Florida Lawmaker/Farmer Wants to Make it Illegal to Report a Crime on Farms

Posted on January 23, 2012


Imagine you’re a rich farmer in Florida. You probably abuse animals in some sort of industrially-accepted way, and the last thing you want is for some left-wing, Obama-voting, animal rights radical who probably aborts human babies in his spare time to come on your farm and take pictures of your factory of animal horror and suffering, right?

Now imagine you’re a rich farmer in Florida who also holds public office and is able to write new laws. Well, you might think it a good idea to make a law that makes it illegal to take pictures on a farm. Hell, you might even want to make taking pictures on a farm a first-degree felony, punishable by up to 30 years in prison. That might deter some of those commie animal-loving activists (why do they love animals so damn much, anyways? Anybody ever look into that?).

Well, in case that’s too far-fetched for you to imagine yourself doing, you don’t have to because some lawmaking farmers in Florida are doing just that. And it looks like the bill to prevent whistle-blowing on farms is getting close to the law.

Called the “Ag-Gag” bill by some animal rights activists, HB 1021 would criminalize any photography, video recording, or audio recording of farm property without the written consent of the farm owner. This includes any employees or journalists. The only exemptions would be government employees from the Department of Agriculture, Department of Consumer Services, and the Department of Business and Professional Regulation.

According to the Tampa Tribune, the bill was drafted in early 2011 by state Sen. Jim Norman, R-Tampa, who said he wrote the bill at the request of Wilton Simpson, the second-biggest egg farmer in Florida and self-described “Reagan Republican” who is running for state senate.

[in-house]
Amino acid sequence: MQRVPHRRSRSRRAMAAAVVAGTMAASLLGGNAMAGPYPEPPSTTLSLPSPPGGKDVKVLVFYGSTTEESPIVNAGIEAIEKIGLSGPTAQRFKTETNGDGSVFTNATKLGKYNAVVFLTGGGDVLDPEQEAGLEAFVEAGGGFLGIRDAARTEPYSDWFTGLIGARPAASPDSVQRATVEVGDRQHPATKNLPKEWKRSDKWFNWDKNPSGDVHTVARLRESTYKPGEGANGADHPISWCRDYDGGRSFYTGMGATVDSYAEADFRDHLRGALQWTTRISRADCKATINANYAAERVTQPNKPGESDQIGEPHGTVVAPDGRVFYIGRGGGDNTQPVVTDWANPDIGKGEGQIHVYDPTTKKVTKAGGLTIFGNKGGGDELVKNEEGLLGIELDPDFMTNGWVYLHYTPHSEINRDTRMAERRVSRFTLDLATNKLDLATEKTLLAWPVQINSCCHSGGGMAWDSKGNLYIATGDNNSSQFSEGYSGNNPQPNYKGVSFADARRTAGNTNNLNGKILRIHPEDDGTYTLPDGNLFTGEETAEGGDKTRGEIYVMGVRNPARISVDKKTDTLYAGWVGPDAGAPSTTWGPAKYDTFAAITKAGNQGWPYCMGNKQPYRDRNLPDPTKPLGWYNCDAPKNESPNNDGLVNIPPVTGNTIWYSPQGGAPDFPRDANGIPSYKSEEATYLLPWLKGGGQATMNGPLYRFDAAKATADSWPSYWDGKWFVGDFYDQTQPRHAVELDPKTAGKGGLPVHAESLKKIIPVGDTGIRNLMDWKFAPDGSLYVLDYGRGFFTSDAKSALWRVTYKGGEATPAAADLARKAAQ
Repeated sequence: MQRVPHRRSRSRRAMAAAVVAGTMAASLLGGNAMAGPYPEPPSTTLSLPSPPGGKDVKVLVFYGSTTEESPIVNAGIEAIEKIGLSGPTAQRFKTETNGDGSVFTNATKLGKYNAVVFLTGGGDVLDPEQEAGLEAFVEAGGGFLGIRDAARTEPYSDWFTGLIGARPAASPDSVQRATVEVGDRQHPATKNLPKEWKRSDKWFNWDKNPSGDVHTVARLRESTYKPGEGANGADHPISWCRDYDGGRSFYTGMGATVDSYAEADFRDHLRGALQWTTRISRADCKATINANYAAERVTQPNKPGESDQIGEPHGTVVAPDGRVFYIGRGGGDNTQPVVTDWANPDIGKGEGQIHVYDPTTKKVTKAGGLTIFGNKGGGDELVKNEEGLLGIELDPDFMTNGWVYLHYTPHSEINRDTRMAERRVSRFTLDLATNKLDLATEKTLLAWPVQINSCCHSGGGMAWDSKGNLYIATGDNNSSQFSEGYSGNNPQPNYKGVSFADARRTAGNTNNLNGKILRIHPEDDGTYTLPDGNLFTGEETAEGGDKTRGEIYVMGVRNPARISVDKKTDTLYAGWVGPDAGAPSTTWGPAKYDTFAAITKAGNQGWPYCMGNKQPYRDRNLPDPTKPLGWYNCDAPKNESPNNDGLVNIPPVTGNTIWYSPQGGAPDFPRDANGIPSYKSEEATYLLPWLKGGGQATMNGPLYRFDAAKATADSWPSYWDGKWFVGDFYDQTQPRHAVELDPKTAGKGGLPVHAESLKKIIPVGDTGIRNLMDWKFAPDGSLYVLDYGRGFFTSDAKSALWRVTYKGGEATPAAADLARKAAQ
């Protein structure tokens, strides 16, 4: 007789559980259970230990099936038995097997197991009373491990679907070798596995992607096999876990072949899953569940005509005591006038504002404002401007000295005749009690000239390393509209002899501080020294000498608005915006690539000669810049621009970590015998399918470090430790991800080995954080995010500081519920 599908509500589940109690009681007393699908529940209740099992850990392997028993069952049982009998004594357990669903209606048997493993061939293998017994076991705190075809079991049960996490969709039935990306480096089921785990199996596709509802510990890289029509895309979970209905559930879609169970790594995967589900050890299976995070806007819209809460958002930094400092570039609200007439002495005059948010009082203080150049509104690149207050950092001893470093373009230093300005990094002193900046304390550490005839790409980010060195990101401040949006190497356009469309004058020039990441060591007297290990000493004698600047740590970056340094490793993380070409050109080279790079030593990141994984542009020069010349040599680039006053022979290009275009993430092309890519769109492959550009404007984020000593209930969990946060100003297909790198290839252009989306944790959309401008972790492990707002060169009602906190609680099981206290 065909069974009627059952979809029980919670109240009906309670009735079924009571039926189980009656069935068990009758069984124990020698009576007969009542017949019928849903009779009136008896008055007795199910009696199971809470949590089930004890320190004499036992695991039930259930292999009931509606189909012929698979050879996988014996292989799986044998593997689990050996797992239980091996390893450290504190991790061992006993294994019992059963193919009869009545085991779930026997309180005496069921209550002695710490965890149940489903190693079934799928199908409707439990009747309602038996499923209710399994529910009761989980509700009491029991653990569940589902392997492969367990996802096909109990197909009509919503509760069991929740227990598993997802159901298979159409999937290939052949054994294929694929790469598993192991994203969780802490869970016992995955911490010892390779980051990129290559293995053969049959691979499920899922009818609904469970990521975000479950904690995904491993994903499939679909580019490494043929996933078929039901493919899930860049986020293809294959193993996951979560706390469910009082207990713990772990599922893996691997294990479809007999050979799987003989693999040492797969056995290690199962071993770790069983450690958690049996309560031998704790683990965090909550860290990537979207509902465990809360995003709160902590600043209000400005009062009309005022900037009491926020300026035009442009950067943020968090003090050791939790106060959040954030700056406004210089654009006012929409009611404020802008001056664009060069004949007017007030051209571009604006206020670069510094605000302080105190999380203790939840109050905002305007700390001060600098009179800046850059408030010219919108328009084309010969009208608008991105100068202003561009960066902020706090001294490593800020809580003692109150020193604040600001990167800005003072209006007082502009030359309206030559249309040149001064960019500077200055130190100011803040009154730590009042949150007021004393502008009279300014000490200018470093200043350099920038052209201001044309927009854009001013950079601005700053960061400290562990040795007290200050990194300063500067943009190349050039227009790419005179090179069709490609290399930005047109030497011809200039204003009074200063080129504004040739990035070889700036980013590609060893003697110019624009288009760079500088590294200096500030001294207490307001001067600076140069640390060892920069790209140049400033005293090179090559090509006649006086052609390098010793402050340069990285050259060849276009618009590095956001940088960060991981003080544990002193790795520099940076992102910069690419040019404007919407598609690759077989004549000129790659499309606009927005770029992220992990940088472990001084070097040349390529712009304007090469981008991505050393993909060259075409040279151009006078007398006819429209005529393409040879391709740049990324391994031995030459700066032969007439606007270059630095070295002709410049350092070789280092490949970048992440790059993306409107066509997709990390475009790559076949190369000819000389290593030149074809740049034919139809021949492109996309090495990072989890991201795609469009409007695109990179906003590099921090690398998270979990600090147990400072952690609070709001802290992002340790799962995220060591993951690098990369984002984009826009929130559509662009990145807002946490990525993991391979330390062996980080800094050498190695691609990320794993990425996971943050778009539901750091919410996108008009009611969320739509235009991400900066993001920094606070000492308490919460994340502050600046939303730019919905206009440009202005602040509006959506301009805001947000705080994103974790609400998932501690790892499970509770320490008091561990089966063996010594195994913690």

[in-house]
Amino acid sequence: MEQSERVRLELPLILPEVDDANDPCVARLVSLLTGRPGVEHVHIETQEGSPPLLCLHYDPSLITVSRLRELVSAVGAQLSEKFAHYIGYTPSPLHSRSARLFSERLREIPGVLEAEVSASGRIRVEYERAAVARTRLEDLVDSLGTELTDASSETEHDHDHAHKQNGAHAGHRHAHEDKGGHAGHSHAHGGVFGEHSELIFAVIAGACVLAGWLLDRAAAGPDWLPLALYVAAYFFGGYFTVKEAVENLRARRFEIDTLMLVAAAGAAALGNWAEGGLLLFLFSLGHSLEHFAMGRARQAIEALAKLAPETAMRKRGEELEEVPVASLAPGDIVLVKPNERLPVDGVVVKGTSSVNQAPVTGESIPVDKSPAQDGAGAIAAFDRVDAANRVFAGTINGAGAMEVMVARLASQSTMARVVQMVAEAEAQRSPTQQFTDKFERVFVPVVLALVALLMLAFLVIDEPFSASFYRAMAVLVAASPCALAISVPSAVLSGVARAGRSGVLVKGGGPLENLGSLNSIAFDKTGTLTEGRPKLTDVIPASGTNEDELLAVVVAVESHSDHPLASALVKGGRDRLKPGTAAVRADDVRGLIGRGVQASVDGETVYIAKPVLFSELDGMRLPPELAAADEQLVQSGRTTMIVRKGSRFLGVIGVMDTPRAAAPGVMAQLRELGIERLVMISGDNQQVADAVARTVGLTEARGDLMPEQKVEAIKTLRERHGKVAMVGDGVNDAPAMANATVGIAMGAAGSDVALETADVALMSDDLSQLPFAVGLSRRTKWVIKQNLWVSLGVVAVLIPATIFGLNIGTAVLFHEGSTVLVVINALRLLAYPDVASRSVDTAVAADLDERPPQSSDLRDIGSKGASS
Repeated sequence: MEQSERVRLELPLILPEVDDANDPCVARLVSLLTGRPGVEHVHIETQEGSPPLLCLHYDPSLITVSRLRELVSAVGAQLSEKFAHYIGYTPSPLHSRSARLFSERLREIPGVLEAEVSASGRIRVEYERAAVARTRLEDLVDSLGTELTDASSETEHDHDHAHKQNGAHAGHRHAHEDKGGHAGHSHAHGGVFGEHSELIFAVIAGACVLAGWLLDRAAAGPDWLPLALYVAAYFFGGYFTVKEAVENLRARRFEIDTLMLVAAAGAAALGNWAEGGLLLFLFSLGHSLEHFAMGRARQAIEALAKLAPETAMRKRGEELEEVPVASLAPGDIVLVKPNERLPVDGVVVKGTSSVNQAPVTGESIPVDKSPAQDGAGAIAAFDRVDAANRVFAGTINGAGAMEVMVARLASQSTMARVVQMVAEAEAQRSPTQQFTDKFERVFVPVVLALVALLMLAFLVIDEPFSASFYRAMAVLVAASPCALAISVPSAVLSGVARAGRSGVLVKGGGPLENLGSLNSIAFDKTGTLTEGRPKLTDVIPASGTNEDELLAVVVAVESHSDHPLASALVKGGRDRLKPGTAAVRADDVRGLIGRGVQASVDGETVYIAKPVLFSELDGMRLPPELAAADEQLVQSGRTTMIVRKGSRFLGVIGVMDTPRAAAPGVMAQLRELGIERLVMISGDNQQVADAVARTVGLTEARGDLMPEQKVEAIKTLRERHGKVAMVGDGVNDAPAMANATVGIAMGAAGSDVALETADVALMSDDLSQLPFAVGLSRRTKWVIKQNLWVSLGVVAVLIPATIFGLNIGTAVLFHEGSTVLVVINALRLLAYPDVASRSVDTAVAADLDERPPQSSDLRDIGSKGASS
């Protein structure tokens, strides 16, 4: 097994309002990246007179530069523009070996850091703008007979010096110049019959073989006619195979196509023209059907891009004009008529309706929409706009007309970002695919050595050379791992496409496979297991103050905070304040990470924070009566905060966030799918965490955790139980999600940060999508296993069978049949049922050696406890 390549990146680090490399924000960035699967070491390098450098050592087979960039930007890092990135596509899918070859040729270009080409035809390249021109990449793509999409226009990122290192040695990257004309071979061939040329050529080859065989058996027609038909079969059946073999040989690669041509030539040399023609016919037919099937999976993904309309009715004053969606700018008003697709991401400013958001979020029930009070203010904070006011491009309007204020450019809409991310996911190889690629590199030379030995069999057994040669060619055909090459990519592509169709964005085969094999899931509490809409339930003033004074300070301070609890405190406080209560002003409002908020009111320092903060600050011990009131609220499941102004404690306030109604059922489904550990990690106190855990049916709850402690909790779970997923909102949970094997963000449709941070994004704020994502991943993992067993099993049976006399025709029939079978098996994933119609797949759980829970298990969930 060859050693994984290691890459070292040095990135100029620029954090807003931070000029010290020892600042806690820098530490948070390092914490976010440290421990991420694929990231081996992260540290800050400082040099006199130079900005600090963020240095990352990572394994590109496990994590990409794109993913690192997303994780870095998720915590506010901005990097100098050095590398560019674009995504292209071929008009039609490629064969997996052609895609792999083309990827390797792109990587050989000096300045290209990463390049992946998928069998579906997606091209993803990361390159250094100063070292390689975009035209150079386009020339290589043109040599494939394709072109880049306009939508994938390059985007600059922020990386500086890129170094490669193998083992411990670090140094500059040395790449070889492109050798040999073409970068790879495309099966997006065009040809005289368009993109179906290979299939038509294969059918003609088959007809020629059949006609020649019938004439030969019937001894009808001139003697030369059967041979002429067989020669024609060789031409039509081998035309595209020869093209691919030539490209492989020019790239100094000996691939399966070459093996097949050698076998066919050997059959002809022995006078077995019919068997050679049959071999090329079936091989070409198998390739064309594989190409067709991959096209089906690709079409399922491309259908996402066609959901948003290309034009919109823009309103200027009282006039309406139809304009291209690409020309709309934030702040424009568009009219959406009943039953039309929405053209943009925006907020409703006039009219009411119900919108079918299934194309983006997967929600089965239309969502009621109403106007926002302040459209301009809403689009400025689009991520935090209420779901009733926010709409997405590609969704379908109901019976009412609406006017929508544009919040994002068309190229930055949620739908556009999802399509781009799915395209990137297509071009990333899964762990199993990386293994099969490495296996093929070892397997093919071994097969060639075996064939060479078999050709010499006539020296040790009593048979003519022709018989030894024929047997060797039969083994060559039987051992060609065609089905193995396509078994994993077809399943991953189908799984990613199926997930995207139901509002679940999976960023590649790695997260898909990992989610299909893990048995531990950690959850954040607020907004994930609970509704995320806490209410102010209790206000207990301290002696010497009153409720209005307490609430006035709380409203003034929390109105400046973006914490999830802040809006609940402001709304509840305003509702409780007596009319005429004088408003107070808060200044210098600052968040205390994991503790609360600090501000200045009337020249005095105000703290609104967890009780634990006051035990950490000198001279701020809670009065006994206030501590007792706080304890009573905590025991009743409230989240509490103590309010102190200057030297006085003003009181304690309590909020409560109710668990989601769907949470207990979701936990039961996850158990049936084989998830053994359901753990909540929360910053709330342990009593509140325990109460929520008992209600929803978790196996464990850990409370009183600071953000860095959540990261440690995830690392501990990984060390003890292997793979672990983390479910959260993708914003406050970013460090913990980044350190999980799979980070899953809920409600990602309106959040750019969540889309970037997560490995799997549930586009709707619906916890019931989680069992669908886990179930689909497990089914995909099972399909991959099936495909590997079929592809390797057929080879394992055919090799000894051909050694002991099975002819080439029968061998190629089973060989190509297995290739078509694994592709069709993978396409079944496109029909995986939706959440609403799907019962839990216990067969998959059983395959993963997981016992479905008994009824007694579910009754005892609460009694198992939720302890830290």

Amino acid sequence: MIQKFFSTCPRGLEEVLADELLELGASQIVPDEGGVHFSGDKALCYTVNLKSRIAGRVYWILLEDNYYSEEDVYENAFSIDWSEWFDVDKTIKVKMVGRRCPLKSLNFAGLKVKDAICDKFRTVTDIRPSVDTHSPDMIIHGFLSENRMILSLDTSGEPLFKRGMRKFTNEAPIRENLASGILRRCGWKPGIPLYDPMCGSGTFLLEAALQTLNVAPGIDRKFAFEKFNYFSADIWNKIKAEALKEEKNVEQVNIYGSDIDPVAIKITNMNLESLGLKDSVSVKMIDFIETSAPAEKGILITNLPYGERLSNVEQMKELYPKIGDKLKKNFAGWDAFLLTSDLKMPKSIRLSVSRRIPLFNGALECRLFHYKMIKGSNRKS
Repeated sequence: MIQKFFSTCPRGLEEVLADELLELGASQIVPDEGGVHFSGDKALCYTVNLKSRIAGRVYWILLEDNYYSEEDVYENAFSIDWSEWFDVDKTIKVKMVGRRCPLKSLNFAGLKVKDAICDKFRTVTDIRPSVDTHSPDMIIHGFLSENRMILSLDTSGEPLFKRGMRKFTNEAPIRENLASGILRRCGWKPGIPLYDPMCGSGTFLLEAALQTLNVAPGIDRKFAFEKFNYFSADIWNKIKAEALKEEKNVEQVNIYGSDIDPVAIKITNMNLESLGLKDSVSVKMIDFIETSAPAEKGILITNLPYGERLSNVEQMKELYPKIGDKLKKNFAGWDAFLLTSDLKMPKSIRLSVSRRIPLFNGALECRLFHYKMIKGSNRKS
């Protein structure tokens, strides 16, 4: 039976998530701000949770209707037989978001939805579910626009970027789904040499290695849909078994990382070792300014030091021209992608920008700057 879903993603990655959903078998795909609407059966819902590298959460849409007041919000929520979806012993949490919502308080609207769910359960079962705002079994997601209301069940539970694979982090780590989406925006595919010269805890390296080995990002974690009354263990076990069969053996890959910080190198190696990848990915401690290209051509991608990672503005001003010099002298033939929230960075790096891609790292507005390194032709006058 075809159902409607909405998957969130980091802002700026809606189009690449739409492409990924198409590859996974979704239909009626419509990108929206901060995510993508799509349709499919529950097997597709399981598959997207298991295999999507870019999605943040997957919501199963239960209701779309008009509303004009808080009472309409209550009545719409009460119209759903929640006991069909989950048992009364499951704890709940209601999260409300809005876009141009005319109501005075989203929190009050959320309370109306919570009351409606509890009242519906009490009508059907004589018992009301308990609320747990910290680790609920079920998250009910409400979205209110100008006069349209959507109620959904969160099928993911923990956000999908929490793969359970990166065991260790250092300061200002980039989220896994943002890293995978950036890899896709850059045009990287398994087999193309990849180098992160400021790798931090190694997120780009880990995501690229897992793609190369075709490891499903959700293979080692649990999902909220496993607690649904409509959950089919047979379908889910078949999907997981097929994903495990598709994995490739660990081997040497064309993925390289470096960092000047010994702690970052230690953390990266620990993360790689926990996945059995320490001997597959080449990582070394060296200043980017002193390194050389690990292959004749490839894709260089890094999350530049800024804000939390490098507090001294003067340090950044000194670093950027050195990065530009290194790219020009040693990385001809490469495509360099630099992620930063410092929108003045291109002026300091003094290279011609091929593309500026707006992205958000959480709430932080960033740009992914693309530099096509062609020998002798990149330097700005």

Norman, who said the bill was a response to the recent “assault” on the agriculture industry, also said that he believes the penalty for violating the proposed law should be a felony, which Simpson probably had no problems with.

As the bill moves forward, sponsors have increased, with many farmers-turned-lawmakers agreeing that people taking pictures of how they run their business could be detrimental to their profits (but they insist they are doing nothing wrong, of course). From the Florida Independent:

The bill’s house sponsor, Rep. Ben Albritton, R-Bartow, called the controversial provision a way of preventing “industrial espionage” during the bill’s committee stop on Wednesday. He said he wanted to stop people who are allowed to go on farms such as business and professional regulation services, police officers, government employees, engineers, land surveyors and insurers from coming in “under false pretenses” and take pictures.

He said he has worked with farmers for the “vast majority of [his] life,” and claims farmers “are making sure … there is accountability for the farms.”

Albritton also believes that how he and other farmers make food is none of the public’s business and they have no inherent right to know how their food was made because they don’t own the farm, dammit.

“Private property rights – at the end of the day that is my perspective on offering this bill, and I believe it to be correct,” Albritton said according to NorthEscambia.com.

In a press release, the Human Society had a different take on the matter:

Agribusiness interests want to criminalize undercover exposés by introducing “Ag-Gag” bills in several states to outlaw such activities as producing, possessing or distributing video or photographs taken on a farm without the owner’s approval – effectively blocking whistleblowers from exposing animal cruelty, food safety issues, poor working conditions and more.

Section 6 of SB 1184/HB 1021 would criminalize photography, videotaping and audio recording of a broad array of activities on agricultural property. Even employees and journalists who take photos or video to document misconduct on farms could face criminal prosecution if Section 6 is passed, whether it’s documenting mistreatment of animals, food safety concerns, worker safety violations, sexual harassment, financial embezzlement, or environmental crimes.

Unfortunately, the effort to criminalize whistle-blowing is not limited to Florida. Iowa passed similar legislation last year, in which employees who get jobs at farms with the intent of exposing foul practices would be punished.

Simpson the egg-farmer is sure to have been inspired by videos like these, which will soon be illegal to produce in Florida:



Posted in: Crime, Florida, Politricks